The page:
The Holder delay

THE HOLDER DELAY…. I can appreciate principled opposition as much as the next political observer. If Senate Republicans seriously believe Attorney General-designate Eric Holder is unqualified for the office, they should vote against his nomination. If they seriously believe he’d threaten the rule of law, they should filibuster his nomination.

But at this point, we’re not dealing with principled opposition. Senate Republicans forced a one-week delay on a confirmation vote, even though his “ultimate confirmation still appears all but assured.”

Holder will be confirmed with bipartisan support, which necessarily makes Republican delay tactics little more than a press stunt, intended to score some cheap points, while keeping the Justice Department effectively without a leader while the GOP spins its wheels.

At issue is a response Holder offered during his seven hours of hearings: “waterboarding is torture.” That’s both an accurate assessment and a reflection of existing law. But if Holder believes waterboarding is torture, and torture is illegal, he might be willing to prosecute officials who acted at the behest of the Bush administration, which leads some Republicans to block the confirmation process from proceeding. We certainly can’t have an A.G. who’s too committed to prosecuting those who break the law.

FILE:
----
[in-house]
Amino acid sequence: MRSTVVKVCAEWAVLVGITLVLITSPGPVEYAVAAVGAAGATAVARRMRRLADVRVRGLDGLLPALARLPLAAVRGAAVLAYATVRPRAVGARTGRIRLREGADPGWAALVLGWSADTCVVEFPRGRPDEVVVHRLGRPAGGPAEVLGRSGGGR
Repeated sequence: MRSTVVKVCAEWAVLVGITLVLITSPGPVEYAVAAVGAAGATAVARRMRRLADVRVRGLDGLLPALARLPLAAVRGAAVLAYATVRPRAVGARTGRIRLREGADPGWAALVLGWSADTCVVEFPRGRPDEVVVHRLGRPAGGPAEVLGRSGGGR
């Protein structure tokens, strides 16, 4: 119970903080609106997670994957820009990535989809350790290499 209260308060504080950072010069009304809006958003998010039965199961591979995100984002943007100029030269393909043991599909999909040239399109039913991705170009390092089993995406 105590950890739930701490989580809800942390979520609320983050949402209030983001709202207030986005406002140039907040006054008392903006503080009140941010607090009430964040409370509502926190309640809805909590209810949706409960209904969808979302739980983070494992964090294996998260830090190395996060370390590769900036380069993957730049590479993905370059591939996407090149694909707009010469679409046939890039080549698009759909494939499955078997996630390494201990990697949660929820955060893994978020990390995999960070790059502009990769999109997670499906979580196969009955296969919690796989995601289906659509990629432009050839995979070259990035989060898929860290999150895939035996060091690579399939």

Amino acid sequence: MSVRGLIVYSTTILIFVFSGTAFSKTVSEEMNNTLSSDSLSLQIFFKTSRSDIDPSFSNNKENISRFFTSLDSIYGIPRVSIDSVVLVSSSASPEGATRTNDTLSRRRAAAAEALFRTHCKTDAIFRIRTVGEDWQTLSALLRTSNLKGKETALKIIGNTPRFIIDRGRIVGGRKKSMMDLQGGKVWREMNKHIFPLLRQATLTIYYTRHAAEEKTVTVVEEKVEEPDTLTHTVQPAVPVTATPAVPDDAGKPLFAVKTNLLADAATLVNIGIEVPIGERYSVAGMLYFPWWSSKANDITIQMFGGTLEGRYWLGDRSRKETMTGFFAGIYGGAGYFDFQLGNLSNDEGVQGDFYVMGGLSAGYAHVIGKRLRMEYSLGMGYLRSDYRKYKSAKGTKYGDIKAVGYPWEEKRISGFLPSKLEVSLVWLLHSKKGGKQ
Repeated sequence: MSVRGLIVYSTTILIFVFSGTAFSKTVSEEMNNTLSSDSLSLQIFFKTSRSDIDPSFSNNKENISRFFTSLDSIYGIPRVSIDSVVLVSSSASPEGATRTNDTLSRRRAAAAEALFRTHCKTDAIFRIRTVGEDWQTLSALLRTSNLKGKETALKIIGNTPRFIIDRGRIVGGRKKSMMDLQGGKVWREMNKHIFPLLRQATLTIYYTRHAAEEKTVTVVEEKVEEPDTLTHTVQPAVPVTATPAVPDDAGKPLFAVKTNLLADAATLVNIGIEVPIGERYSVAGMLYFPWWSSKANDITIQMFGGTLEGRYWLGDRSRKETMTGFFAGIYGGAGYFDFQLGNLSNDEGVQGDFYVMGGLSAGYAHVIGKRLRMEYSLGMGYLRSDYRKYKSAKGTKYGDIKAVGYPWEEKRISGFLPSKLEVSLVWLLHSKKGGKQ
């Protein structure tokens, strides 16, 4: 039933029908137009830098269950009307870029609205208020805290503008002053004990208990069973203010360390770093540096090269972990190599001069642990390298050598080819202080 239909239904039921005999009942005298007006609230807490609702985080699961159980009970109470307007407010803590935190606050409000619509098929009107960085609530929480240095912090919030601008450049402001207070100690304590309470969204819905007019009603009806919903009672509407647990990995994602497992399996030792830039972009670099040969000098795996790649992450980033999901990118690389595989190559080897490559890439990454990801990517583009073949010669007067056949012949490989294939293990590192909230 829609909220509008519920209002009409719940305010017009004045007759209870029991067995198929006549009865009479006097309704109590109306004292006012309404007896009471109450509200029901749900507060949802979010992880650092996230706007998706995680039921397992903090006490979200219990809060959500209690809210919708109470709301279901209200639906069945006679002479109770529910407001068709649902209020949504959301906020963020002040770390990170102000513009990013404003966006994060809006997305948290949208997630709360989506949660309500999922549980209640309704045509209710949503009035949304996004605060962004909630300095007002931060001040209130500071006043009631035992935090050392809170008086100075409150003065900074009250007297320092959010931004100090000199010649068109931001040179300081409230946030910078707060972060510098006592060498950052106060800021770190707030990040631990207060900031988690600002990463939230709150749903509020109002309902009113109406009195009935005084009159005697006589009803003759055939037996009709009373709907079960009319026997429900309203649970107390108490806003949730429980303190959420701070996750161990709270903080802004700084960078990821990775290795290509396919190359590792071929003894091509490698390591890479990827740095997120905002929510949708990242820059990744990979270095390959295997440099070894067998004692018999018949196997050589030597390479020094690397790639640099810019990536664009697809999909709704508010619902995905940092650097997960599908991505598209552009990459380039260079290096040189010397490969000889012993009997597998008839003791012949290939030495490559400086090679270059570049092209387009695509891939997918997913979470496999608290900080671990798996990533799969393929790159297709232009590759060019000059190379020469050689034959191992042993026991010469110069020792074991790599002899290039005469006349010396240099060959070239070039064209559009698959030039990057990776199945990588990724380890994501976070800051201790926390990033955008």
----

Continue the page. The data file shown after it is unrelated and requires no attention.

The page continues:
Even Sen. Lindsey Graham (R-SC) believes it’s a mistake to expect Holder to unilaterally rule out all prosecutions related to torturous interrogations: “Making a commitment that you’ll never prosecute somebody is probably not the right way to proceed either … I don’t expect him to rule it in or rule it out.”

And yet, Sen. John Cornyn’s (R-Texas) does expect him to rule it out. Indeed, he’s not the only one — Sen. Orrin Hatch (R-Utah) said it would “really bother” him if Holder refused to rule out torture prosecutions.

“Holder put himself in a position of legal and rhetorical checkmate when he unequivocally described waterboarding as torture yet refused to tell the committee whether he would prosecute members of the intelligence community,” [a] GOP aide said. “Holder can’t have it both ways.”

That, of course, is nonsense. Holder said waterboarding is torture, which is true. He also said he can’t unilaterally rule out prosecutions on hypothetical cases he hasn’t seen, which is just common sense.

This farce is painfully ridiculous.